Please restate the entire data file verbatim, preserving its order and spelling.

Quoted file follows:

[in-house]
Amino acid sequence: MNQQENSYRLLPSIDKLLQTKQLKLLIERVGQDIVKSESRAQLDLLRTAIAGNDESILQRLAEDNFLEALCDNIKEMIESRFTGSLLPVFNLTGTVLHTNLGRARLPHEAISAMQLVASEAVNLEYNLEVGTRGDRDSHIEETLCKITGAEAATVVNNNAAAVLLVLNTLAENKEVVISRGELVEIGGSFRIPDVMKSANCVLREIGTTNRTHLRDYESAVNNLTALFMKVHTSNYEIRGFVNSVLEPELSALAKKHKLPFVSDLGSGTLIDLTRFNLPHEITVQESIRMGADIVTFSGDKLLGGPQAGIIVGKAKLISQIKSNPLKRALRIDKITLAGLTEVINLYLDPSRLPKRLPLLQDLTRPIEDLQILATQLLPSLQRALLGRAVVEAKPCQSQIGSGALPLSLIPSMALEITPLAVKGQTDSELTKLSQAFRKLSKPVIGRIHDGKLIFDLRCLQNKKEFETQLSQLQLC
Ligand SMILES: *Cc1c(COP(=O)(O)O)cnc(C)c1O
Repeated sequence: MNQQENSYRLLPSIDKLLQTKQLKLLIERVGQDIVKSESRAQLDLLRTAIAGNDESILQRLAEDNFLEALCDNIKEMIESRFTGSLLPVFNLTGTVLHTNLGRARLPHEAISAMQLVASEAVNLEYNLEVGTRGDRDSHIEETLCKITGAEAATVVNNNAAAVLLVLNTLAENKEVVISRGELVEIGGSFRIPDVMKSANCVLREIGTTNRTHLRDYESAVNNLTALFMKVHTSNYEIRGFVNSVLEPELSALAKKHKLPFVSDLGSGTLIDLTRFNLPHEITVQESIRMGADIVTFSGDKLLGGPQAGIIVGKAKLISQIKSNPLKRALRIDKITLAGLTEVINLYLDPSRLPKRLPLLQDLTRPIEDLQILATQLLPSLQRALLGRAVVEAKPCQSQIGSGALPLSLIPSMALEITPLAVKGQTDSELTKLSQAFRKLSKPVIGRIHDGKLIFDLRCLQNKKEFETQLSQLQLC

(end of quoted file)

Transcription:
[in-house]
Amino acid sequence: MNQQENSYRLLPSIDKLLQTKQLKLLIERVGQDIVKSESRAQLDLLRTAIAGNDESILQRLAEDNFLEALCDNIKEMIESRFTGSLLPVFNLTGTVLHTNLGRARLPHEAISAMQLVASEAVNLEYNLEVGTRGDRDSHIEETLCKITGAEAATVVNNNAAAVLLVLNTLAENKEVVISRGELVEIGGSFRIPDVMKSANCVLREIGTTNRTHLRDYESAVNNLTALFMKVHTSNYEIRGFVNSVLEPELSALAKKHKLPFVSDLGSGTLIDLTRFNLPHEITVQESIRMGADIVTFSGDKLLGGPQAGIIVGKAKLISQIKSNPLKRALRIDKITLAGLTEVINLYLDPSRLPKRLPLLQDLTRPIEDLQILATQLLPSLQRALLGRAVVEAKPCQSQIGSGALPLSLIPSMALEITPLAVKGQTDSELTKLSQAFRKLSKPVIGRIHDGKLIFDLRCLQNKKEFETQLSQLQLC
Ligand SMILES: *Cc1c(COP(=O)(O)O)cnc(C)c1O
Repeated sequence: MNQQENSYRLLPSIDKLLQTKQLKLLIERVGQDIVKSESRAQLDLLRTAIAGNDESILQRLAEDNFLEALCDNIKEMIESRFTGSLLPVFNLTGTVLHTNLGRARLPHEAISAMQLVASEAVNLEYNLEVGTRGDRDSHIEETLCKITGAEAATVVNNNAAAVLLVLNTLAENKEVVISRGELVEIGGSFRIPDVMKSANCVLREIGTTNRTHLRDYESAVNNLTALFMKVHTSNYEIRGFVNSVLEPELSALAKKHKLPFVSDLGSGTLIDLTRFNLPHEITVQESIRMGADIVTFSGDKLLGGPQAGIIVGKAKLISQIKSNPLKRALRIDKITLAGLTEVINLYLDPSRLPKRLPLLQDLTRPIEDLQILATQLLPSLQRALLGRAVVEAKPCQSQIGSGALPLSLIPSMALEITPLAVKGQTDSELTKLSQAFRKLSKPVIGRIHDGKLIFDLRCLQNKKEFETQLSQLQLC